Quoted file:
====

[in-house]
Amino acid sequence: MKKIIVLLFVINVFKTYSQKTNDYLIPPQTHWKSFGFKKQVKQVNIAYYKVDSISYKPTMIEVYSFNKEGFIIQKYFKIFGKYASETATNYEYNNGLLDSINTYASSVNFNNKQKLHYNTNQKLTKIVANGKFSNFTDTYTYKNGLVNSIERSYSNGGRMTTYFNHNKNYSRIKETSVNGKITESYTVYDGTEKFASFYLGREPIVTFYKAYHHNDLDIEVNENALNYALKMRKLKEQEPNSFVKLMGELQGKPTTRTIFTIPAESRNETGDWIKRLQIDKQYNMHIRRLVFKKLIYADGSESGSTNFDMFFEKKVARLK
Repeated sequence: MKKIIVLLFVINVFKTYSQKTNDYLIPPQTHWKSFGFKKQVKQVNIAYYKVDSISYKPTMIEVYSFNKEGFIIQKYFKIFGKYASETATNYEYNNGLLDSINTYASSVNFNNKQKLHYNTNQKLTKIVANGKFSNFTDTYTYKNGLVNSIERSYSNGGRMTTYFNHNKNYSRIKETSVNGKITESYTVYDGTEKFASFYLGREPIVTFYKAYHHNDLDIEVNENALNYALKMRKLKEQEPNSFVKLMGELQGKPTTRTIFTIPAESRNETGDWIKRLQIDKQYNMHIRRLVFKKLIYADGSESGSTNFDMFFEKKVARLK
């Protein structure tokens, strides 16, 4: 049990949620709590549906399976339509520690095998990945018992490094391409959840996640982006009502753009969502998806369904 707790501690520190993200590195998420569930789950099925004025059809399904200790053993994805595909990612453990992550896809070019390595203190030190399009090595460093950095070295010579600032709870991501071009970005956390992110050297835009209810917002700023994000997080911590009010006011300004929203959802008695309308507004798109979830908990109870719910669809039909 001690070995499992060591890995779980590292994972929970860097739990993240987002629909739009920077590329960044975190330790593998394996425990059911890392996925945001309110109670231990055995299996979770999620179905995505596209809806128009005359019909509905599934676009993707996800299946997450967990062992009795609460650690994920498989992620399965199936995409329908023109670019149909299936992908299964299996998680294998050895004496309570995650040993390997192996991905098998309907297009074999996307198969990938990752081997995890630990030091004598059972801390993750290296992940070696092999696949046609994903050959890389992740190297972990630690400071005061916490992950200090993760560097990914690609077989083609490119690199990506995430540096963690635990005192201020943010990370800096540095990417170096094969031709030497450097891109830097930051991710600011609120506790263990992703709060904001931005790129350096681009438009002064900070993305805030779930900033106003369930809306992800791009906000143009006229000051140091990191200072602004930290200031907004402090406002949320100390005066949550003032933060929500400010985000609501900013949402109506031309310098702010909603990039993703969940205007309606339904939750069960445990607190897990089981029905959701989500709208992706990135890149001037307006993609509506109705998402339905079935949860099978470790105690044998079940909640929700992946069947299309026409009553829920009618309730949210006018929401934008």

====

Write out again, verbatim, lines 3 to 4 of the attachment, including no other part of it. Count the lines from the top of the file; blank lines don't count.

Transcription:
Repeated sequence: MKKIIVLLFVINVFKTYSQKTNDYLIPPQTHWKSFGFKKQVKQVNIAYYKVDSISYKPTMIEVYSFNKEGFIIQKYFKIFGKYASETATNYEYNNGLLDSINTYASSVNFNNKQKLHYNTNQKLTKIVANGKFSNFTDTYTYKNGLVNSIERSYSNGGRMTTYFNHNKNYSRIKETSVNGKITESYTVYDGTEKFASFYLGREPIVTFYKAYHHNDLDIEVNENALNYALKMRKLKEQEPNSFVKLMGELQGKPTTRTIFTIPAESRNETGDWIKRLQIDKQYNMHIRRLVFKKLIYADGSESGSTNFDMFFEKKVARLK
């Protein structure tokens, strides 16, 4: 049990949620709590549906399976339509520690095998990945018992490094391409959840996640982006009502753009969502998806369904 707790501690520190993200590195998420569930789950099925004025059809399904200790053993994805595909990612453990992550896809070019390595203190030190399009090595460093950095070295010579600032709870991501071009970005956390992110050297835009209810917002700023994000997080911590009010006011300004929203959802008695309308507004798109979830908990109870719910669809039909 001690070995499992060591890995779980590292994972929970860097739990993240987002629909739009920077590329960044975190330790593998394996425990059911890392996925945001309110109670231990055995299996979770999620179905995505596209809806128009005359019909509905599934676009993707996800299946997450967990062992009795609460650690994920498989992620399965199936995409329908023109670019149909299936992908299964299996998680294998050895004496309570995650040993390997192996991905098998309907297009074999996307198969990938990752081997995890630990030091004598059972801390993750290296992940070696092999696949046609994903050959890389992740190297972990630690400071005061916490992950200090993760560097990914690609077989083609490119690199990506995430540096963690635990005192201020943010990370800096540095990417170096094969031709030497450097891109830097930051991710600011609120506790263990992703709060904001931005790129350096681009438009002064900070993305805030779930900033106003369930809306992800791009906000143009006229000051140091990191200072602004930290200031907004402090406002949320100390005066949550003032933060929500400010985000609501900013949402109506031309310098702010909603990039993703969940205007309606339904939750069960445990607190897990089981029905959701989500709208992706990135890149001037307006993609509506109705998402339905079935949860099978470790105690044998079940909640929700992946069947299309026409009553829920009618309730949210006018929401934008």